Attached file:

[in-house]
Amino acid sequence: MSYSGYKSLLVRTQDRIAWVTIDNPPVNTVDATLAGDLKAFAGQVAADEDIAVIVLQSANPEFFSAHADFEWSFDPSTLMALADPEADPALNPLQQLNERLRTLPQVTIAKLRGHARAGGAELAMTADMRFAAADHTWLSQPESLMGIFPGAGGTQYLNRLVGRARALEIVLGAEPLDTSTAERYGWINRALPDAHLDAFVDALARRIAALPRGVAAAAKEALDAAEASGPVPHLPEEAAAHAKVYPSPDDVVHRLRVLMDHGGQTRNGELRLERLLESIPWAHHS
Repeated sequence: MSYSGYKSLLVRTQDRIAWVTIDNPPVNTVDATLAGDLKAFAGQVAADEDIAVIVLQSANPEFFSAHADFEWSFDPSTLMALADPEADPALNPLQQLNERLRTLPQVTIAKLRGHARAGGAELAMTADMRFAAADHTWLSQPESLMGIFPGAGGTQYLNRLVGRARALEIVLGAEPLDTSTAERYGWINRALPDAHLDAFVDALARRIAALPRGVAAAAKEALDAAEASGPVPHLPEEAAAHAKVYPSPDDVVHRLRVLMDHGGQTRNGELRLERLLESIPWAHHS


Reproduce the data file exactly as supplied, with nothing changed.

[in-house]
Amino acid sequence: MSYSGYKSLLVRTQDRIAWVTIDNPPVNTVDATLAGDLKAFAGQVAADEDIAVIVLQSANPEFFSAHADFEWSFDPSTLMALADPEADPALNPLQQLNERLRTLPQVTIAKLRGHARAGGAELAMTADMRFAAADHTWLSQPESLMGIFPGAGGTQYLNRLVGRARALEIVLGAEPLDTSTAERYGWINRALPDAHLDAFVDALARRIAALPRGVAAAAKEALDAAEASGPVPHLPEEAAAHAKVYPSPDDVVHRLRVLMDHGGQTRNGELRLERLLESIPWAHHS
Repeated sequence: MSYSGYKSLLVRTQDRIAWVTIDNPPVNTVDATLAGDLKAFAGQVAADEDIAVIVLQSANPEFFSAHADFEWSFDPSTLMALADPEADPALNPLQQLNERLRTLPQVTIAKLRGHARAGGAELAMTADMRFAAADHTWLSQPESLMGIFPGAGGTQYLNRLVGRARALEIVLGAEPLDTSTAERYGWINRALPDAHLDAFVDALARRIAALPRGVAAAAKEALDAAEASGPVPHLPEEAAAHAKVYPSPDDVVHRLRVLMDHGGQTRNGELRLERLLESIPWAHHS